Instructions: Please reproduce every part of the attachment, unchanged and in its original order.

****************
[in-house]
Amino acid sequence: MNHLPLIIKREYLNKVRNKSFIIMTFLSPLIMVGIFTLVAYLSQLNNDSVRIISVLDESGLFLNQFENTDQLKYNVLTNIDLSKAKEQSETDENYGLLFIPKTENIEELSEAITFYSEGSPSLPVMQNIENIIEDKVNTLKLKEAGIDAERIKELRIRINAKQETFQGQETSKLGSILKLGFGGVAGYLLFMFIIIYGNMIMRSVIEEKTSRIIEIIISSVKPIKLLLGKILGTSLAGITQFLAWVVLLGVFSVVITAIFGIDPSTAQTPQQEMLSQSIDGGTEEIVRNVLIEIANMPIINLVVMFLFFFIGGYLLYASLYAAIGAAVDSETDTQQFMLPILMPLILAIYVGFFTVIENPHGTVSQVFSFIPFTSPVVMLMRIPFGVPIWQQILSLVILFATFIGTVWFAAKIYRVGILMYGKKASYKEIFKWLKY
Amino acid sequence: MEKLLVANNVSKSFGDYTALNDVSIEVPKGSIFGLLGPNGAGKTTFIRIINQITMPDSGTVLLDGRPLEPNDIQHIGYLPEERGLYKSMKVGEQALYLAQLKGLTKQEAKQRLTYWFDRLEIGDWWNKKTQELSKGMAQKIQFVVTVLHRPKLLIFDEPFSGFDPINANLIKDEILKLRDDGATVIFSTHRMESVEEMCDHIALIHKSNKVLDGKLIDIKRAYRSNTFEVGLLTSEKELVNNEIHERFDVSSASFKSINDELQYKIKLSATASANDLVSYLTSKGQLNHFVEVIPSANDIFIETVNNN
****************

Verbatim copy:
[in-house]
Amino acid sequence: MNHLPLIIKREYLNKVRNKSFIIMTFLSPLIMVGIFTLVAYLSQLNNDSVRIISVLDESGLFLNQFENTDQLKYNVLTNIDLSKAKEQSETDENYGLLFIPKTENIEELSEAITFYSEGSPSLPVMQNIENIIEDKVNTLKLKEAGIDAERIKELRIRINAKQETFQGQETSKLGSILKLGFGGVAGYLLFMFIIIYGNMIMRSVIEEKTSRIIEIIISSVKPIKLLLGKILGTSLAGITQFLAWVVLLGVFSVVITAIFGIDPSTAQTPQQEMLSQSIDGGTEEIVRNVLIEIANMPIINLVVMFLFFFIGGYLLYASLYAAIGAAVDSETDTQQFMLPILMPLILAIYVGFFTVIENPHGTVSQVFSFIPFTSPVVMLMRIPFGVPIWQQILSLVILFATFIGTVWFAAKIYRVGILMYGKKASYKEIFKWLKY
Amino acid sequence: MEKLLVANNVSKSFGDYTALNDVSIEVPKGSIFGLLGPNGAGKTTFIRIINQITMPDSGTVLLDGRPLEPNDIQHIGYLPEERGLYKSMKVGEQALYLAQLKGLTKQEAKQRLTYWFDRLEIGDWWNKKTQELSKGMAQKIQFVVTVLHRPKLLIFDEPFSGFDPINANLIKDEILKLRDDGATVIFSTHRMESVEEMCDHIALIHKSNKVLDGKLIDIKRAYRSNTFEVGLLTSEKELVNNEIHERFDVSSASFKSINDELQYKIKLSATASANDLVSYLTSKGQLNHFVEVIPSANDIFIETVNNN